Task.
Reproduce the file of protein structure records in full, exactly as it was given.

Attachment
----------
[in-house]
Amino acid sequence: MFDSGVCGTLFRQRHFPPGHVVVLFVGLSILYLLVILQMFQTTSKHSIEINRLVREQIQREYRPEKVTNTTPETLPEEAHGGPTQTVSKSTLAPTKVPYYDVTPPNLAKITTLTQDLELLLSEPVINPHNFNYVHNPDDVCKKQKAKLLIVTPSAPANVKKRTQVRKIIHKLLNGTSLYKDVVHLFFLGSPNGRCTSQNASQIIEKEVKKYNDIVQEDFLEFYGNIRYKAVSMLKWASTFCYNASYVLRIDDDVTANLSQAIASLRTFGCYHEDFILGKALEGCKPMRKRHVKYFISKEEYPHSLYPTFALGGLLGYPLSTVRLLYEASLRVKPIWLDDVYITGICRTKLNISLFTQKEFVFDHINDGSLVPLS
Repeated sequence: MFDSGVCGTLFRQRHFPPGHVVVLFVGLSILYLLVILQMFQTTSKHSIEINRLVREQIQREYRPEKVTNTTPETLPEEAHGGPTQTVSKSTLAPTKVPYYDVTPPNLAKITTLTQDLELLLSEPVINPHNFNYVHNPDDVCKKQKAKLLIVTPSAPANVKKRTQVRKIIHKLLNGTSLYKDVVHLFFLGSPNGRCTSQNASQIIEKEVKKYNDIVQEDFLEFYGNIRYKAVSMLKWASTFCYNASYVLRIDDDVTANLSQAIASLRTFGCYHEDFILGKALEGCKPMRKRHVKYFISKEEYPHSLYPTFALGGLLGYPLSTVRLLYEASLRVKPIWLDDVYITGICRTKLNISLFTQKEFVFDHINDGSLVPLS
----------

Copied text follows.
[in-house]
Amino acid sequence: MFDSGVCGTLFRQRHFPPGHVVVLFVGLSILYLLVILQMFQTTSKHSIEINRLVREQIQREYRPEKVTNTTPETLPEEAHGGPTQTVSKSTLAPTKVPYYDVTPPNLAKITTLTQDLELLLSEPVINPHNFNYVHNPDDVCKKQKAKLLIVTPSAPANVKKRTQVRKIIHKLLNGTSLYKDVVHLFFLGSPNGRCTSQNASQIIEKEVKKYNDIVQEDFLEFYGNIRYKAVSMLKWASTFCYNASYVLRIDDDVTANLSQAIASLRTFGCYHEDFILGKALEGCKPMRKRHVKYFISKEEYPHSLYPTFALGGLLGYPLSTVRLLYEASLRVKPIWLDDVYITGICRTKLNISLFTQKEFVFDHINDGSLVPLS
Repeated sequence: MFDSGVCGTLFRQRHFPPGHVVVLFVGLSILYLLVILQMFQTTSKHSIEINRLVREQIQREYRPEKVTNTTPETLPEEAHGGPTQTVSKSTLAPTKVPYYDVTPPNLAKITTLTQDLELLLSEPVINPHNFNYVHNPDDVCKKQKAKLLIVTPSAPANVKKRTQVRKIIHKLLNGTSLYKDVVHLFFLGSPNGRCTSQNASQIIEKEVKKYNDIVQEDFLEFYGNIRYKAVSMLKWASTFCYNASYVLRIDDDVTANLSQAIASLRTFGCYHEDFILGKALEGCKPMRKRHVKYFISKEEYPHSLYPTFALGGLLGYPLSTVRLLYEASLRVKPIWLDDVYITGICRTKLNISLFTQKEFVFDHINDGSLVPLS